What is the Forest Stewardship Program?
The Forest Stewardship Program (FSP) is a forest management program that offers private woodland owners guidance and financial assistance to protect and improve the timber, wildlife, soils, water, recreation, and aesthetic values of their forest. In each state, the program is administered trough a State Stewardship Coordinating Committee made up of representatives from federal, state and private natural resource agencies, environmental organizations, forest landowners, and industry. FSP funding originates with the USDA Forest Service, State & Private Forestry and is passed to a State agency for distribution to landowners. In West Virginia the Division of Forestry manages the FSP.
The Woodland Owners Association of West Virginia, Inc., (WOA) is a nonprofit membership organization started and continues to be operated exclusively by independent West Virginia woodland owners. The association is open to anyone interested in improving privately owned West Virginia forest land. WOA's primary goal is to help West Virginia forest landowners attain the best returns from their woodland ownership and maintain a healthy, productive and beautiful forest.
Case Studies Introduction:
The United States Department of Agriculture and Forest Service (USDA & FS) have invested a lot of time and effort over the last decade and a half to promote land stewardship among private forest landowners, especially the Non-Industrial Private Forest (NIPF) owners. Providing incentive programs for private forest owners to manage their land actively and continually is critical for the continued reproduction, growth, survival, use and sustainment of biological diversity and forest resources.
However, what about the private forest owners that participate in these programs and those we are encouraging to do so? What is their view on these forest management incentive programs and methods? What do they think?
With those critical questions in mind, the West Virginia University and West Virginia State Divisions of Forestry set out in mid 1998 and again in 2006 to get a reality check. In this collection of case studies, a half of dozen landowners from across West Virginia with widely varying perspectives tell the story of their individual forays into the world of forestry incentive programs and activities. They explained what worked well and what did not, and what kind of improvements they would recommend.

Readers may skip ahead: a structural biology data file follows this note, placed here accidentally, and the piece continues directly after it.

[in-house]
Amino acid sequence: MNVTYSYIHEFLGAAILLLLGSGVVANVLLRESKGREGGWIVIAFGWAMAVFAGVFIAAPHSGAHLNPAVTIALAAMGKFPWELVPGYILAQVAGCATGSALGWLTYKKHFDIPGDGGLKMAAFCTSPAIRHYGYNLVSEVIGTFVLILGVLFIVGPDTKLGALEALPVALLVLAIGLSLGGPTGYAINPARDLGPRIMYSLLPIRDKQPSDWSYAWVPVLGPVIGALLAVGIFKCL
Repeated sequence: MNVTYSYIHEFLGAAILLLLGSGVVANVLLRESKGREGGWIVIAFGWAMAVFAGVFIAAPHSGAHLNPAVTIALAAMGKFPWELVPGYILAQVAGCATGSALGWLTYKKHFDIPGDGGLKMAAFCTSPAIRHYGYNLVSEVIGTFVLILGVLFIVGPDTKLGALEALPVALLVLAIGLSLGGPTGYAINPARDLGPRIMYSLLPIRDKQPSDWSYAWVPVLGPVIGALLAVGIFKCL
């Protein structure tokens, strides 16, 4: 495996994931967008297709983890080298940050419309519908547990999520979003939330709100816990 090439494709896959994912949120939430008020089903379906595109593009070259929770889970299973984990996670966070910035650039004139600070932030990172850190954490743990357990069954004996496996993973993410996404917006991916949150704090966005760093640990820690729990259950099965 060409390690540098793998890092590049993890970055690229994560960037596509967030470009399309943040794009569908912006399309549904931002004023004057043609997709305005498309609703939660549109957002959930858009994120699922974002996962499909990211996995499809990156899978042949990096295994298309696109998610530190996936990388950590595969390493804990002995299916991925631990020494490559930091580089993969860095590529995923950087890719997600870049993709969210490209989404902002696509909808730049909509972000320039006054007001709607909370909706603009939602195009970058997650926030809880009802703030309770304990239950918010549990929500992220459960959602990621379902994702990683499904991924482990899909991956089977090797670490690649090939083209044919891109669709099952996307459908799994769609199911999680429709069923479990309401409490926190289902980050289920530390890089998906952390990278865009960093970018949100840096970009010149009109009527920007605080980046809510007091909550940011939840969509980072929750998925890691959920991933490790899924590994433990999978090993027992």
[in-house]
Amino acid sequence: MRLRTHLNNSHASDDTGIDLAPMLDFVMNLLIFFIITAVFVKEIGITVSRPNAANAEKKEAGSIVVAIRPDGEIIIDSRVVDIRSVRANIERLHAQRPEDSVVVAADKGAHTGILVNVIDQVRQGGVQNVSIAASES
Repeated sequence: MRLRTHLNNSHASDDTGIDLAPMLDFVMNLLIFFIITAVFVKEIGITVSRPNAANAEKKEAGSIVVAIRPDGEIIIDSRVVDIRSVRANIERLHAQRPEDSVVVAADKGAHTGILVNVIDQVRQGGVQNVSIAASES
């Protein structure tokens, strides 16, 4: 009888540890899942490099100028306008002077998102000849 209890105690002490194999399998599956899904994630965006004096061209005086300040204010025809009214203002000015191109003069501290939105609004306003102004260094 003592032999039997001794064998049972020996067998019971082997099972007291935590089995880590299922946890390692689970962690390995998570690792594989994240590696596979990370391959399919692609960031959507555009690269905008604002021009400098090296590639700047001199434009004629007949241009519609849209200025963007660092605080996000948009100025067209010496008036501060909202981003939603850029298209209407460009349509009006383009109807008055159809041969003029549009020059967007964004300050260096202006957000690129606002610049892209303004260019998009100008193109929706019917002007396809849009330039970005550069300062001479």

WVU Extension Service educators and volunteers build and help sustain collaborations and partnerships with people and organizations in West Virginia to improve their lives and communities. WVU-ES programs and services strengthen leaders of all ages, youth, and families and teach best practices for sustainable agriculture, for responsible use of renewable resources, and for stewardship of natural resources. WVU-ES offers a number of on-line publications related to forest management that can be viewed at: http://www.wvu.edu/~agexten/forestry/forestry.htm.
The West Virginia Forestry Association is a non-profit organization funded by its membership. Members include individuals and businesses involved in forest management, timber production, and wood product manufacturing. Members are concerned with protecting the environment, as well as enhancing the future of West Virginia's forests through multiple-use management. WVFA encourages and promotes sustainable forest management, improved fire protection and suppression, true conservation of woodland resources in West Virginia.
The Farm Service Agency (FSA) administers and manages farm commodity, credit, conservation, disaster, and loan programs as laid out by Congress through a network of federal, state and county offices. These programs are designed to improve the economic stability of the agricultural industry and to help farmers adjust production to meet demand. FSA manages the Conservation Reserve Program (CRP) and the Conservation Reserve Enhancement Program (CREP).